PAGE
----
BCL Diagen BA
10 29 16 38
1.14 (1-08) 124 (1-15)
1 18(1-09) 1-59 (125)
DRVVT were performed on frozen stored plasma in up to 4000 of centres. Assays for anticardiolipin were performed inhouse at 11 (6%) of the centres; 48 (81%) have access to such assays.
LA/02 Neat* (SO:SO)t
1-42 (1-23) 1-70 (1-45) 1-45 (1-35) 2 20 (157)
1-26 (1-13) 1-38 (1-14) 1 30(1-07) 1-34 (1-11)
APTT expressed as a ratio of test time* (or that of a 50:50 mix)t to control value or mid-point of normal range. $LA/03: The APTT was prolonged and corrected with 50% normal plasma. Prolongation not due to LA.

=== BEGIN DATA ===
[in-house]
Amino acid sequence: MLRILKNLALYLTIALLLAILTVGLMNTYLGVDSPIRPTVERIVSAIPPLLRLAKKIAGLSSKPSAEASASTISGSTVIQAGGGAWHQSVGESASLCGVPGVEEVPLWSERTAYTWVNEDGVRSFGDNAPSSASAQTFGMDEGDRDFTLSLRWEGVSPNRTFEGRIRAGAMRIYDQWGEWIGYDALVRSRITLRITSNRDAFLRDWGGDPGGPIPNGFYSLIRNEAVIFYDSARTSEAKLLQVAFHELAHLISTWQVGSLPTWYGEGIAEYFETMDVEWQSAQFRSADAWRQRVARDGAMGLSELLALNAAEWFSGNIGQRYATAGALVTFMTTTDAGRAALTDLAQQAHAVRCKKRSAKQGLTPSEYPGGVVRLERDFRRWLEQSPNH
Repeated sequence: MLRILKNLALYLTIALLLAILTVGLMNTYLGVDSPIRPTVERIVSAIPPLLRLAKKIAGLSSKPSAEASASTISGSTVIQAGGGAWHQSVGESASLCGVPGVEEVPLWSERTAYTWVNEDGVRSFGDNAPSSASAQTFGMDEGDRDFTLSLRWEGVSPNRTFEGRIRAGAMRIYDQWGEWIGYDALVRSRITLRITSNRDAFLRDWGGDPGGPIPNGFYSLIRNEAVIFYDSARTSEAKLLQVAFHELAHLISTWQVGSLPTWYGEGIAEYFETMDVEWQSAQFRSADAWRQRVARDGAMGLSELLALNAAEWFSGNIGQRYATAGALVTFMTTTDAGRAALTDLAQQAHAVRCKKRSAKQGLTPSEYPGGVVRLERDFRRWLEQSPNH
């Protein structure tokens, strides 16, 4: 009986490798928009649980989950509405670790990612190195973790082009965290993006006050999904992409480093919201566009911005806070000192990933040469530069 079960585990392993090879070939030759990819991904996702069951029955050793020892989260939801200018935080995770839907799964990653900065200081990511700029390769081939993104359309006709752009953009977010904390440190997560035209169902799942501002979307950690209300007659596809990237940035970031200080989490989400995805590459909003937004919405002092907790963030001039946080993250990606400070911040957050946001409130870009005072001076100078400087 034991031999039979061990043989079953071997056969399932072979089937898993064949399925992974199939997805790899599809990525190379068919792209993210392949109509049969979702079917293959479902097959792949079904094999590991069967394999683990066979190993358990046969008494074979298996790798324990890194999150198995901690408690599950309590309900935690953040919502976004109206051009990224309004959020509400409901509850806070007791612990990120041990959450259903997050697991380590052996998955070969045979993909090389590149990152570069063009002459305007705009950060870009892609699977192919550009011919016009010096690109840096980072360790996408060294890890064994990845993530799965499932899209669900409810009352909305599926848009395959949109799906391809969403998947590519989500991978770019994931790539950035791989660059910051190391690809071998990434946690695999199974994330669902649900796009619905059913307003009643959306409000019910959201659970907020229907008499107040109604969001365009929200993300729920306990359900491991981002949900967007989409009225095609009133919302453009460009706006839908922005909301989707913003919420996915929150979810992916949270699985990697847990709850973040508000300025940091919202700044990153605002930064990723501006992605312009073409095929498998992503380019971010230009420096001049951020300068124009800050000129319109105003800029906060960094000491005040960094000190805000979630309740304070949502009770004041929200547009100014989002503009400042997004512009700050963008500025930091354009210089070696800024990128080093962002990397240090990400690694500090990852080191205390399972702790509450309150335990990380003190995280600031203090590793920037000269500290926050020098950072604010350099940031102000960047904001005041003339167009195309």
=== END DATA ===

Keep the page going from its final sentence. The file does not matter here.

ASSESSMENT OF PERFORMANCE OF THE SCREENING TESTS
Overall analysis Returns were received from 133 of the 183 laboratories. Often results of several methods were reported, sometimes those for several APTT methods. One hundred and forty results of APTT were available for analysis (19 for the APTT alone), 25 for the aluminium hydroxide/heat stability test, 11 for the APTT with a platelet correction procedure, 43 for the DTT, 60 for the KCT and 33 for the DRVVT. Seventy four of 133 laboratories gave an interpretation for LA/0l of which 48 (65 %) agreed with that of the organisers. The figures for LA/02 were 92 of 133 (92%o) and for LA/03, 89 of 133 (91%).